In less than three weeks, via early voting, Ohioans will have their say on Issue 1. Issue 1 is a much-needed and long overdue push-back against the thoroughly failed, decades long War on Drugs. In other words, it is an indictment against our state legislators and elected officials, who still subscribe, in bipartisan fashion, to the notion that locking up everyone in sight solves drug problems.

I know this because I am a lobbyist with a front row seat watching those at the Statehouse repeatedly cling to policies that do not work and never have and never will. What is especially frustrating are the number of senators, representatives and government officials who have become increasingly fond of acknowledging the War on Drugs does not work — then doing nothing to change course.

In fact, they continue to actively make things worse. Take the recently passed Senate Bill 1. S.B. 1 is a response to the prevalence of fentanyl and its offshoots, a truly serious problem. When it was introduced, and as it worked its way through the legislature, it was continually and falsely sold as going after dealers but not addicts or users, because those people need help.

Yet, the bill dramatically increases punishment for anyone caught with fentanyl, even the smallest amounts, as we warned. Still, S.B. 1 sailed through the legislature with almost no opposition from either party. This is but one example of many to illustrate how Ohio’s legislature has fumbled drug policy since I started at the ACLU of Ohio in 1995.

The effects of continually doing what does not work are well-documented. Ohio’s prisons have been dangerously overcrowded for decades, fueled by the War on Drugs. We throw more and more people into prison, then watch as they return to society with severely reduced employment, housing and education prospects because they now have felony records.

These same people receive little in the way of drug treatment or positive programming while locked up, so it is no surprise when their struggles continue once out. And there is no doubt all these negative effects hit communities of color far more than white Ohioans at every single step along the way.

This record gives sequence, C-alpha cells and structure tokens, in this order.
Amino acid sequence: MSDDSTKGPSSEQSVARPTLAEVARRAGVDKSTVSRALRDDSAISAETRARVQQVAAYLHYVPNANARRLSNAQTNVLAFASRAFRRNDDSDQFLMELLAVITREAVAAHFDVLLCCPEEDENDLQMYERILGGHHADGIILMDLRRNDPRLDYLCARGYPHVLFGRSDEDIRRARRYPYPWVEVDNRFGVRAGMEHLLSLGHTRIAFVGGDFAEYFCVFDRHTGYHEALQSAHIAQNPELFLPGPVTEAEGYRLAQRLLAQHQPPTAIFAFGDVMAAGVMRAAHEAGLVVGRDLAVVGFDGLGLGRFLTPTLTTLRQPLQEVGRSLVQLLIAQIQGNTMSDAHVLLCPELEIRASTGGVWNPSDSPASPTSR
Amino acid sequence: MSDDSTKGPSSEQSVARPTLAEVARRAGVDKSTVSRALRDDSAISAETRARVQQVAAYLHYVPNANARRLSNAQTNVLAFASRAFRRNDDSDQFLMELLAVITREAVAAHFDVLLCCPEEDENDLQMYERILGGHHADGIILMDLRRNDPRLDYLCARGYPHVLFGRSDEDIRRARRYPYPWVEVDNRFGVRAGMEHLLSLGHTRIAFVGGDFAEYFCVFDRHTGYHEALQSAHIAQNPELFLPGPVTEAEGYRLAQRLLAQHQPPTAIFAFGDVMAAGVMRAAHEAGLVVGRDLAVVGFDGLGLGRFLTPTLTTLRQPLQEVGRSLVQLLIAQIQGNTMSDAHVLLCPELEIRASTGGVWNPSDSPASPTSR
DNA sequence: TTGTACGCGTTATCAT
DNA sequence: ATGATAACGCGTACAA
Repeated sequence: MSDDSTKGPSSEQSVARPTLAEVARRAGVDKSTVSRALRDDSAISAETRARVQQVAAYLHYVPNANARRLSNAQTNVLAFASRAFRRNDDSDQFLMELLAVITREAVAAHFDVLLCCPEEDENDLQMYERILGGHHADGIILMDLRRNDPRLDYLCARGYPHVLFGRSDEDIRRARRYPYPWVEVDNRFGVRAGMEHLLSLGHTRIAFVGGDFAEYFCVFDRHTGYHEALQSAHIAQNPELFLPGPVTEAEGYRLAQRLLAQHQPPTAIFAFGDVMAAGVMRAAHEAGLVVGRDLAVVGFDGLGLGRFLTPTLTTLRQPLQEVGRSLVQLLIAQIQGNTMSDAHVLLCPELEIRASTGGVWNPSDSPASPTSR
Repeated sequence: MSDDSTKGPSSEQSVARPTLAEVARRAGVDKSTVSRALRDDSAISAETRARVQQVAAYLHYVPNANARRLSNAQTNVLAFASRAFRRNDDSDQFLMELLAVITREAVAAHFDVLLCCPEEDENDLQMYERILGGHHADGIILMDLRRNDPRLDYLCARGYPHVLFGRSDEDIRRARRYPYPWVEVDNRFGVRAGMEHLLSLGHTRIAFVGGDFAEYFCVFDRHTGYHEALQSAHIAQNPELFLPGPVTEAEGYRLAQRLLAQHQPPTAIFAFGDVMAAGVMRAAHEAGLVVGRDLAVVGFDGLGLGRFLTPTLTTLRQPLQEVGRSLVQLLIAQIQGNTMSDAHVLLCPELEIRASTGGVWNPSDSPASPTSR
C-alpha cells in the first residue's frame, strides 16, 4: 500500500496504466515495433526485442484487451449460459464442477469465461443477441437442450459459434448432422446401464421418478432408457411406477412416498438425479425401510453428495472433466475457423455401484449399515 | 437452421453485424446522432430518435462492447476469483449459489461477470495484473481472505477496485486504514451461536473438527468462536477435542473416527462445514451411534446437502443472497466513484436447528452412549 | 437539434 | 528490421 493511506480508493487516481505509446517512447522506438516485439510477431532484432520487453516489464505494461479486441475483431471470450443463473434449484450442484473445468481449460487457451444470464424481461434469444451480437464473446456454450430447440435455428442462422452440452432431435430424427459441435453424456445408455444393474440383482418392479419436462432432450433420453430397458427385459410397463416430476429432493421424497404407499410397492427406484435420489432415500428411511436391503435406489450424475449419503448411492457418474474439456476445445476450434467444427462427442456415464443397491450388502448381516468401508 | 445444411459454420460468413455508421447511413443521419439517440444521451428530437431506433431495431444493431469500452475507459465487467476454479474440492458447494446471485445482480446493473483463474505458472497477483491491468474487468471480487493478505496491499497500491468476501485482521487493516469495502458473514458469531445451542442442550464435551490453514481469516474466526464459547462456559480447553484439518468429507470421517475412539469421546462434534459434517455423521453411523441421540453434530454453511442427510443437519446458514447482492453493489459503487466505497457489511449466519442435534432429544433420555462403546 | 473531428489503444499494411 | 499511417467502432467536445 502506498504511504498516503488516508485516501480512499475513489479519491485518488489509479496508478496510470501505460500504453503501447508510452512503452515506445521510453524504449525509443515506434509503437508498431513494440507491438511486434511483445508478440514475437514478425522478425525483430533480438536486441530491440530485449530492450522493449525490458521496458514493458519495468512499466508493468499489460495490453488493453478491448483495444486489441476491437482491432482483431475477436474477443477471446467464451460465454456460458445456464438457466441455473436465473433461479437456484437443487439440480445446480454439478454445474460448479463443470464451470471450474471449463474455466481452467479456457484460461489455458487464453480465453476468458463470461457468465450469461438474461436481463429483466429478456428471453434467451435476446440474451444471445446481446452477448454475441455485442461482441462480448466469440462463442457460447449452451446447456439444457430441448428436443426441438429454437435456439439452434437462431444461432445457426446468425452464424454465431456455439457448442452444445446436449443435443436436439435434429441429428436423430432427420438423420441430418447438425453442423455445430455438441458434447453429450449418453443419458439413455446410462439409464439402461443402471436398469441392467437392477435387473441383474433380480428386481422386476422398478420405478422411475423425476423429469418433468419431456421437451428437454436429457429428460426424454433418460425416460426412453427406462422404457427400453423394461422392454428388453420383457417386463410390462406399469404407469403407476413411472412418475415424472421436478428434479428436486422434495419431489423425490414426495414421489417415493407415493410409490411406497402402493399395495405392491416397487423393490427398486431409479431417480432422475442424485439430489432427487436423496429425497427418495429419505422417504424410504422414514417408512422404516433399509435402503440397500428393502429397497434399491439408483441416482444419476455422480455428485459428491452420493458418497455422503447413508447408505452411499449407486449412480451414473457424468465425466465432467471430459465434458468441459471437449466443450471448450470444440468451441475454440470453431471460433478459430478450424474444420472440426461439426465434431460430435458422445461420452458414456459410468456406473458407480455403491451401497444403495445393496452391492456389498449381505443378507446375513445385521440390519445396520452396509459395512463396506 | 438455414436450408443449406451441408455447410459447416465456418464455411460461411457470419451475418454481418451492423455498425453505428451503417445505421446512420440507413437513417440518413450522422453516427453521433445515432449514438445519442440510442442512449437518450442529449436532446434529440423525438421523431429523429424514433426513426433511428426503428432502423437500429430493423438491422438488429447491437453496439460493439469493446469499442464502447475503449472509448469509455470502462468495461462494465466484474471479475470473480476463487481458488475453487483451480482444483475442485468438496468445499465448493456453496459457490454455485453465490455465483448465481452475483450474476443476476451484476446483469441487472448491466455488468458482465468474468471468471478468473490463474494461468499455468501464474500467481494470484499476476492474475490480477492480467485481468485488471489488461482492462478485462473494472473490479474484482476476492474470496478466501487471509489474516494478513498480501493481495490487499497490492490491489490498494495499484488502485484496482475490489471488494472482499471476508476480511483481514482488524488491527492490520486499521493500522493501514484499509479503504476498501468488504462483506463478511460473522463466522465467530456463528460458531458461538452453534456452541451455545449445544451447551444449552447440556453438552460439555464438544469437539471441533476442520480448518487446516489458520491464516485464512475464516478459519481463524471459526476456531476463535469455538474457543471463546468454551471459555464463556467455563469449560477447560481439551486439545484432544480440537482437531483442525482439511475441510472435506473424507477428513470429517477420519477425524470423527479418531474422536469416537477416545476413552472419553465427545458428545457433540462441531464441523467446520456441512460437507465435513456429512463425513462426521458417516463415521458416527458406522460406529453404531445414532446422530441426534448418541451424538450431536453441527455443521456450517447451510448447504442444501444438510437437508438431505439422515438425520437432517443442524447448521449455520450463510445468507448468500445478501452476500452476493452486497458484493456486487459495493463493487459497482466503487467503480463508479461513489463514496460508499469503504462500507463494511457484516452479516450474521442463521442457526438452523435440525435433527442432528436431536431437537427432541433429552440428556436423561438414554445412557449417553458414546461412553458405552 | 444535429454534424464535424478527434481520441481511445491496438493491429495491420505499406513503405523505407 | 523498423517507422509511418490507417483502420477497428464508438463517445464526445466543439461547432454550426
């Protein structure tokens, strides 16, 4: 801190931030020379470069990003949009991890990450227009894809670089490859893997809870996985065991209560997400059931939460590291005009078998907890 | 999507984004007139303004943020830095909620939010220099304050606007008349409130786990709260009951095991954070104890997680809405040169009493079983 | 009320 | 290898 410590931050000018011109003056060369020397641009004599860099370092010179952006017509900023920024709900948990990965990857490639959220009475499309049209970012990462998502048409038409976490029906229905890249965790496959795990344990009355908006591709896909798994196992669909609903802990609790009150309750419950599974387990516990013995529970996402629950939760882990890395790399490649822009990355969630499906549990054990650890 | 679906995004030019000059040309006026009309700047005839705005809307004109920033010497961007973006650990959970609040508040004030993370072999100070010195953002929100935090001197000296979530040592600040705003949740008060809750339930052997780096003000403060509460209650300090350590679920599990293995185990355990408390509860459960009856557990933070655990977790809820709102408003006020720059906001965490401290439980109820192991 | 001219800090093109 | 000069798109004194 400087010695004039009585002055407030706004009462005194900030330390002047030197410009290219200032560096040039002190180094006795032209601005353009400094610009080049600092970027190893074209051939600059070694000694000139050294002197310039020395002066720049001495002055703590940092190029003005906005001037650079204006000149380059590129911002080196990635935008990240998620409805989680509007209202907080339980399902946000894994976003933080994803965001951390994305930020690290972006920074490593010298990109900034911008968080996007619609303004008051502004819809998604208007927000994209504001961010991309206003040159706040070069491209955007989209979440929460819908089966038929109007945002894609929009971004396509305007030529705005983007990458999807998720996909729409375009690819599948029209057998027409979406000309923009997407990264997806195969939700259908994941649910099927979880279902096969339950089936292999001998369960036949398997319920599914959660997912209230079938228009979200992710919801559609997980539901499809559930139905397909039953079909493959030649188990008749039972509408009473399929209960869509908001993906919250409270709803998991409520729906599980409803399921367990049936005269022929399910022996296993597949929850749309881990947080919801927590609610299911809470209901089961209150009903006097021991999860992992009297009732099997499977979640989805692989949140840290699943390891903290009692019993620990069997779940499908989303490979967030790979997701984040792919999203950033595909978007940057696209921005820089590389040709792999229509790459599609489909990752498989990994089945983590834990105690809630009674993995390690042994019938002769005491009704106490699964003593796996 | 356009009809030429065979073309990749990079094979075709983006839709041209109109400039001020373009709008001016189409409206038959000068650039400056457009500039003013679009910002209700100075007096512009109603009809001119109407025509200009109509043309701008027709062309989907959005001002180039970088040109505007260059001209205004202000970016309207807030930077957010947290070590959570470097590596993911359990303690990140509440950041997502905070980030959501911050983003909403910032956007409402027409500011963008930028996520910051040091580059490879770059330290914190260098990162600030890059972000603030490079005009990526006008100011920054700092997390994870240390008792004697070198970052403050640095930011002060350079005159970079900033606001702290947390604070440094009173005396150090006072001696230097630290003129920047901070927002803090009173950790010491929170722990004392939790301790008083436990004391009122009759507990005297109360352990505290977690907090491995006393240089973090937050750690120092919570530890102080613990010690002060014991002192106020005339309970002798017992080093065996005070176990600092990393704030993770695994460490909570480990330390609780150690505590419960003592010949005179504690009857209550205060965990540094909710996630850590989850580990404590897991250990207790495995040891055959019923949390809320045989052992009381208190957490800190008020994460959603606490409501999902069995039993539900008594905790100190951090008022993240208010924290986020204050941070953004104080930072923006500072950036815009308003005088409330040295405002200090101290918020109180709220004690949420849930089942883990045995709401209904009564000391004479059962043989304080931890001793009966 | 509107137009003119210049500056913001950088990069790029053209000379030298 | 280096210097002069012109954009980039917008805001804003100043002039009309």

Those who are largely responsible for the mess we are in have been blanketing Ohio to slam Issue 1 while offering no positive alternatives of their own, just more of the same status quo. They know Ohioans supporting Issue 1 ultimately means a rejection of the harmful system they set up and perpetuate.

A now familiar argument is Issue 1 will take away the ability of judges to divert people to drug courts and get needed help. What they seem incapable of realizing is we do not need arrests, convictions and incarceration to get people drug treatment.

They ignore the huge numbers of people ineligible for drug courts because of counterproductive restrictions. They are silent on the lack of treatment options across Ohio because the legislature refuses to provide adequate funding.

What’s conveniently left out of their Issue 1 criticism? The fact that the ballot initiative requires money saved from fewer people incarcerated to be used for drug treatment and rehabilitation.

Opponents want more of the same, and all they have are scare tactics. They cannot, or refuse to explain, what they would change. Many of them see no problem with what Ohio currently does.

I am confident Ohioans know the system is broken and are hungry for change. They see this in their own lives and those of their family and friends. While the legislature and our state remain paralyzed by inaction and more people fall victim to the old way of doing things, Issue 1 is the opportunity for Ohioans to change their lives, their communities and their state.

Daniels is the chief lobbyist for the ACLU of Ohio.